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A touch of Broadway in Salem

Original Broadway producer Michael Butler and co-writer James Rado reflect on "HAiR"--the Pentacle Theatre's version, the musical's past and where they are going with it in the future.

BY RON COWAN Statesman Journal

(caption) A NEW PRODUCTION TEAM: Randy Bowser (center), director of the musical "Hair" at The Pentacle Theatre, stands with Jim Rado (right), the co-author of the book and lyrics of the musical, and Michael Butler, producer of the original Broadway production of the musical.

When producer Michael Butler went to his first "Hair," he thought the "tribal love rock musical" was a Native American show rooted in Indian traditions.

Now Butler, 73, who produced "Hair" on Broadway and came to Pentacle Theatre's production Friday night in Salem, is a member of the tribe.

"I am a hippie," he said happily. "Freedom, love and a little smoke now and then."

James Rado, who co-wrote and co-starred in the original Broadway production of this enduring theatrical event also is still caught up in the magic more than 30 years later.

"I've sort of given my life to this little baby," he said before seeing Salem's production Friday night.

With him was a new follower, Federic Roy, 25, of Montreal, who is the only non-Italian in a new Italian production of "Hair" that Rado is directing for an Oct. 16 opening in Turino, Italy, in a tour that will include a show in Rome.

"Hair" isn't dated, according to Roy, who dressed hippie-style in leather pants and a black top.

"It has survived and evolved, I think," he said.

Rado and Butler came to Salem because of the enthusiasm of director Randy Bowser, who created a stir on the Internet looking for information and suggestions, Butler said.

"I like it when directors call me, particularly at this time, when I was thinking of some new things in the script," Rado said.

He and Bowser ended up collaborating, starting in January, with Rado feeding Bowser new material that Rado is going to put in what he feels will be the definitive version of "Hair."

"'Hair' has a chance of coming back again, really being revived in America," he said. "There seems to be a lot of interest. People are talking about it.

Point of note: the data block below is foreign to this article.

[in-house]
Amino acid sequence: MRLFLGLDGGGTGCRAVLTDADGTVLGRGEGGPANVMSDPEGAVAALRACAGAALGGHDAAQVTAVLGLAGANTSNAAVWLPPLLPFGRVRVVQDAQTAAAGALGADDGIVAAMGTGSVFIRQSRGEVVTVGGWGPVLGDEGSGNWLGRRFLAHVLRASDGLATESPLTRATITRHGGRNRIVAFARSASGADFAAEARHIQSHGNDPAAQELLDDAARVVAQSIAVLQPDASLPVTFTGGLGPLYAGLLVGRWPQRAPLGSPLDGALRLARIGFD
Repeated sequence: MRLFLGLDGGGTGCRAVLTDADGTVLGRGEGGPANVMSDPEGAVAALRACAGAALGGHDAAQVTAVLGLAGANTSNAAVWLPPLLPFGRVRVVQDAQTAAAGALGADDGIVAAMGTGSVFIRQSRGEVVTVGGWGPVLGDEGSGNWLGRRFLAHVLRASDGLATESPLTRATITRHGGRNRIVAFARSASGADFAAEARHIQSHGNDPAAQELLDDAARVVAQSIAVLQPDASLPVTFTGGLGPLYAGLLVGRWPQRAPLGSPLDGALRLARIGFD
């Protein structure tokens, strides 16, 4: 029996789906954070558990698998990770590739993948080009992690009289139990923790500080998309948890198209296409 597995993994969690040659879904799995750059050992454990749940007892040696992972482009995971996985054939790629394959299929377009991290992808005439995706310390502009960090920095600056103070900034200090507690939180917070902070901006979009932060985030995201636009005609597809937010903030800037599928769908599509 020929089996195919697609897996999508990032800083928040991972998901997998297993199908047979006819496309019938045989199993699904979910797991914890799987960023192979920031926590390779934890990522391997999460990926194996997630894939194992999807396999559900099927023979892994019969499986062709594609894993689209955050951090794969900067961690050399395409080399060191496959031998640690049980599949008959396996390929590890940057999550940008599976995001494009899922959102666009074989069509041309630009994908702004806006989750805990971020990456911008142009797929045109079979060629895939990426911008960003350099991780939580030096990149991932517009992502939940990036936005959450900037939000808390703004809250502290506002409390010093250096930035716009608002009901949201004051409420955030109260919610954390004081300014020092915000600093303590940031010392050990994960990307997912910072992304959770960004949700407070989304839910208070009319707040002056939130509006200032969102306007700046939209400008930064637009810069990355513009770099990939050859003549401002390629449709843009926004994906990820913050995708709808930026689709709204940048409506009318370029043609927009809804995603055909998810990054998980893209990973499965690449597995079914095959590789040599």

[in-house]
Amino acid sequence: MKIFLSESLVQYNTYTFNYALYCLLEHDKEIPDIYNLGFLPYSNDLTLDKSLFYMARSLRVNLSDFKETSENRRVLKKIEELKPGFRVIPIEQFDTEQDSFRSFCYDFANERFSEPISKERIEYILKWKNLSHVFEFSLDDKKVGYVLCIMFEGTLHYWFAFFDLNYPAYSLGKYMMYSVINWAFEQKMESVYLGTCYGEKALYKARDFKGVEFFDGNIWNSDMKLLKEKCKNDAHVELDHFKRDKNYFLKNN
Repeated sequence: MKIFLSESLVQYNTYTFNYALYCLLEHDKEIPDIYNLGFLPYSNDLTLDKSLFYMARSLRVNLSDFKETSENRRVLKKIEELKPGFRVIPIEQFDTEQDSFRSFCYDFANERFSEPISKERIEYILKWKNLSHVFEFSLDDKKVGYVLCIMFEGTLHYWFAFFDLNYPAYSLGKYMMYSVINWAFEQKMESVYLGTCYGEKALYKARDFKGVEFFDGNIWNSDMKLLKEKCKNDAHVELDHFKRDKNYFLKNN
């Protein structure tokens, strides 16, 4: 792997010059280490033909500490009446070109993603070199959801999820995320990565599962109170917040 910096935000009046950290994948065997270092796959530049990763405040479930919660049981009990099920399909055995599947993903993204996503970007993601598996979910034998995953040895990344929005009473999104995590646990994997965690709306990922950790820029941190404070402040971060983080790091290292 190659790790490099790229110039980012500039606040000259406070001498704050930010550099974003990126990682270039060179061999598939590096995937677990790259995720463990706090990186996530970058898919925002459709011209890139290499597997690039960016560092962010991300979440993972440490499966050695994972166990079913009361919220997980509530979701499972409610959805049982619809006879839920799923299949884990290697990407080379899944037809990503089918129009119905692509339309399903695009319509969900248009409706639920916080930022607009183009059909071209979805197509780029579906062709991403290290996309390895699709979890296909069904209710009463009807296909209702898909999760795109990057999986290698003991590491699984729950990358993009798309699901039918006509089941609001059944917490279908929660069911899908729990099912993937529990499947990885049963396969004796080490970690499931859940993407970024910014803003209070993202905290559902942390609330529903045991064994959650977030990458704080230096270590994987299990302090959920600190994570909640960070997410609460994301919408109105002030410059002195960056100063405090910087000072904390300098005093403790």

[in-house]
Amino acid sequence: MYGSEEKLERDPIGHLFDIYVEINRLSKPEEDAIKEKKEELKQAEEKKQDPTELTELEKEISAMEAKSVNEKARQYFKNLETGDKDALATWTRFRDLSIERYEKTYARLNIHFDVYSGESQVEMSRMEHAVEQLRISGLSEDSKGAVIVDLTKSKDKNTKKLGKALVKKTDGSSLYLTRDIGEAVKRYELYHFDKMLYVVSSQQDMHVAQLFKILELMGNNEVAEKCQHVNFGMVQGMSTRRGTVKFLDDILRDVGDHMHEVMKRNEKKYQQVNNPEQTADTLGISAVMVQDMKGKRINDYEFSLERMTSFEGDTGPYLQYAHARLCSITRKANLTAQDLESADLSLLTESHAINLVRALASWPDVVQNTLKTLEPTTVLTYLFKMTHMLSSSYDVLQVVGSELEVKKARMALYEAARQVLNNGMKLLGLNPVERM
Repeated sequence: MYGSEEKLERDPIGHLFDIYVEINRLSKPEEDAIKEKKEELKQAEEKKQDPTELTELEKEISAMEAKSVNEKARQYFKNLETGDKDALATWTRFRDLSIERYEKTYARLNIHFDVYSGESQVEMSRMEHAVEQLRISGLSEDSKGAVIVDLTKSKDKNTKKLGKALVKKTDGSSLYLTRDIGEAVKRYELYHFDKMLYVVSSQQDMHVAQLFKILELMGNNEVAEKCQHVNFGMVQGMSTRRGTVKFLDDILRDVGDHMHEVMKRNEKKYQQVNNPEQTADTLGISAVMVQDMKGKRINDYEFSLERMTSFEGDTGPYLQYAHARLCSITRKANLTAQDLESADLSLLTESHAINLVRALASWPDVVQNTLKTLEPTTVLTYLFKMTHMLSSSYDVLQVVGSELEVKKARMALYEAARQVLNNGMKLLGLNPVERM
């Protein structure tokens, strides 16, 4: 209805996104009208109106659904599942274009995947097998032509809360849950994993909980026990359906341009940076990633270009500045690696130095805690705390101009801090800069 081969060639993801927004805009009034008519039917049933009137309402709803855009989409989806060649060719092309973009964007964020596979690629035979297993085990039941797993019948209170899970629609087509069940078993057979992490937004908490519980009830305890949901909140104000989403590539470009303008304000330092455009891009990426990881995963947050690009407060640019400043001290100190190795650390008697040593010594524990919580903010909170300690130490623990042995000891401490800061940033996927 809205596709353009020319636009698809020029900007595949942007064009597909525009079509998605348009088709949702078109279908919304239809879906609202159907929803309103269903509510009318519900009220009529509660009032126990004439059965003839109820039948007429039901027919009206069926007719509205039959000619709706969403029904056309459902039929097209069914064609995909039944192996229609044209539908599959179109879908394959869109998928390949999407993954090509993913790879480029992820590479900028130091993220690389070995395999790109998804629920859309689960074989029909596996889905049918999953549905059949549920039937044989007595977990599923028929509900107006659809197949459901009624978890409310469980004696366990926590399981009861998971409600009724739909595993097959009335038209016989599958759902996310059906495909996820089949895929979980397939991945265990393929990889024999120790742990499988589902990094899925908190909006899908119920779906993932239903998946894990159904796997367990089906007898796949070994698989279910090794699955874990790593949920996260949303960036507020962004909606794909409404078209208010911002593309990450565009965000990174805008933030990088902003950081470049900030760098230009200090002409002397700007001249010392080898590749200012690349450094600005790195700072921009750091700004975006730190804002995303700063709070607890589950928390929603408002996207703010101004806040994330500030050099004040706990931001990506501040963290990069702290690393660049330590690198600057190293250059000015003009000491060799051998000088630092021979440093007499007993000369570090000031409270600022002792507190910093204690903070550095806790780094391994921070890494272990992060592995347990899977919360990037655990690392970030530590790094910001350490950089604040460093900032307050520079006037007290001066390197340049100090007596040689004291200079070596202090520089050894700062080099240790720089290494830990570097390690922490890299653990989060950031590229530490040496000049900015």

"I want it to come back and be as exciting as it was originally."

Both Butler and Rado were excited about Bowser's show.

Midway through Pentacle's show Friday, the enthusiasm hadn't flagged.

The tall, thin Butler, who showed up in bell-bottoms and a Nehru-style jacket, was upbeat.

"I like it very much," he said. "Jim is very pleased."

Before Friday's show Rado said: "I like to see really the truth of the piece come out through the performances. I know what the impact can be.

"It has the potential of grabbing audiences."

Butler concurred: "I think it's going to be a very good show.

"I've just got a feeling about it."

Both Butler and Rado have big plans to keep "Hair" alive.

Butler plans on having Rado direct a revival of "Hair" next summer that will go on tour to 27 cities, including Portland, with the musical performed in a tent, along with a traveling show of multi-media and musical attractions, including simulated facades of Greenwich Village in New York and Haight-Ashbury in San Francisco, both hallowed hippie haunts.

(caption) ASSISTING PENTACLE: Jim Rado is co-author of the book and lyrics of "Hair."

Rado also hopes to see "Hair" back on Broadway, with the elaborate special effects now possible.

And there is more "Hair" legacy to play out, including a musical sequel Rado has written, called "Rainbow," in which Claude, who dies in the first show, is transformed into a ghost by the rainbow and comes back to earth to haunt former President Nixon.

"It's a very strange little play," Rado said.

Then there is "Sun," an environmental musical about the depletion of the rain forests and politics, which Rado and "Hair" co-author Gerome Ragni worked on until the latter's death in 1991.

"It's a very musical extravaganza dealing with the environment," Rado said. "It's too long."

Trimming this, directing that, Rado expects to stay busy with the "Hair" legacy for a long time.

"It's the second dawning of the Age of Aquarius," Rado said.

The hippie still alive in him.

"I kind of have a tendency to verge in philosophy in that direction," he said.

Butler, who has produced several musicals and other shows and even served as a foreign policy advisor to then-Sen. John F. Kennedy, is equally caught up in the hippie-"Hair" realm.

He's produced 30 productions of the show and has seen possibly a thousand shows over the years.

Butler even joined in a few times on stage: Once playing a Silver Indian, who turns up on stage in a loin cloth, headdress and silver paint to flash a peace sign, and has been in the first act nude scene.

"It means a tremendous amount to me," he said of "Hair."

"'Hair' is such a spiritual show. It's a tremendous turn on.

"'Hair' has got a hold on us more than any theatrical piece I've heard of or been involved in."

Butler attributes part of that to the message of peace, freedom and love.

Rado, who lives in New Jersey, and Butler, a Los Angeles resident, still keep in touch and often go to productions of "Hair" around the world.

Rado also stays in close touch with "Hair" composer Galt MacDermot, who lives in Staten Island, New York.

Strands of HAiR